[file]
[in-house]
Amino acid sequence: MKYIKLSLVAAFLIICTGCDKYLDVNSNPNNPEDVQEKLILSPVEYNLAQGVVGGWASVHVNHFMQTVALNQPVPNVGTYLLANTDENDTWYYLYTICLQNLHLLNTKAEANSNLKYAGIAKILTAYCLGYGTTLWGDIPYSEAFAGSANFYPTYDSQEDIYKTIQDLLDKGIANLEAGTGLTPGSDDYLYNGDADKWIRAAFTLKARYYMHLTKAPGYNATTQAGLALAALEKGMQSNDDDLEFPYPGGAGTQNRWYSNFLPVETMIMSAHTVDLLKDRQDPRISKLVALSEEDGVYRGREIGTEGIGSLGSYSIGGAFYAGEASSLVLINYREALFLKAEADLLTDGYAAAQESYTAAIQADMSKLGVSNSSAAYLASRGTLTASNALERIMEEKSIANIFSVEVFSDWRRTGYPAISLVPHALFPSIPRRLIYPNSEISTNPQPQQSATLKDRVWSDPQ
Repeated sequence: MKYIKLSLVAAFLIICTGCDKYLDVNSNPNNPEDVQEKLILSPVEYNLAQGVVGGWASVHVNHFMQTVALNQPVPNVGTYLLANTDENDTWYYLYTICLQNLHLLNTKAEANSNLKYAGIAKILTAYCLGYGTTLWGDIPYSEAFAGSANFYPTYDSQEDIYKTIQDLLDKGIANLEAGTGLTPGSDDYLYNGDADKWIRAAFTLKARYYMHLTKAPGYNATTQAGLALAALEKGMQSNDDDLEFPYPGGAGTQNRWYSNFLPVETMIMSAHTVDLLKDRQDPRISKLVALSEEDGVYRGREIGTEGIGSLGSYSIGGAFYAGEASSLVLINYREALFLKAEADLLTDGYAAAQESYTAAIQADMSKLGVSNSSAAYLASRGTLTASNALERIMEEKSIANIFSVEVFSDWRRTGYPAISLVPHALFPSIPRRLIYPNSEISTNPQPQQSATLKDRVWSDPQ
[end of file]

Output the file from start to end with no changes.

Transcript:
[in-house]
Amino acid sequence: MKYIKLSLVAAFLIICTGCDKYLDVNSNPNNPEDVQEKLILSPVEYNLAQGVVGGWASVHVNHFMQTVALNQPVPNVGTYLLANTDENDTWYYLYTICLQNLHLLNTKAEANSNLKYAGIAKILTAYCLGYGTTLWGDIPYSEAFAGSANFYPTYDSQEDIYKTIQDLLDKGIANLEAGTGLTPGSDDYLYNGDADKWIRAAFTLKARYYMHLTKAPGYNATTQAGLALAALEKGMQSNDDDLEFPYPGGAGTQNRWYSNFLPVETMIMSAHTVDLLKDRQDPRISKLVALSEEDGVYRGREIGTEGIGSLGSYSIGGAFYAGEASSLVLINYREALFLKAEADLLTDGYAAAQESYTAAIQADMSKLGVSNSSAAYLASRGTLTASNALERIMEEKSIANIFSVEVFSDWRRTGYPAISLVPHALFPSIPRRLIYPNSEISTNPQPQQSATLKDRVWSDPQ
Repeated sequence: MKYIKLSLVAAFLIICTGCDKYLDVNSNPNNPEDVQEKLILSPVEYNLAQGVVGGWASVHVNHFMQTVALNQPVPNVGTYLLANTDENDTWYYLYTICLQNLHLLNTKAEANSNLKYAGIAKILTAYCLGYGTTLWGDIPYSEAFAGSANFYPTYDSQEDIYKTIQDLLDKGIANLEAGTGLTPGSDDYLYNGDADKWIRAAFTLKARYYMHLTKAPGYNATTQAGLALAALEKGMQSNDDDLEFPYPGGAGTQNRWYSNFLPVETMIMSAHTVDLLKDRQDPRISKLVALSEEDGVYRGREIGTEGIGSLGSYSIGGAFYAGEASSLVLINYREALFLKAEADLLTDGYAAAQESYTAAIQADMSKLGVSNSSAAYLASRGTLTASNALERIMEEKSIANIFSVEVFSDWRRTGYPAISLVPHALFPSIPRRLIYPNSEISTNPQPQQSATLKDRVWSDPQ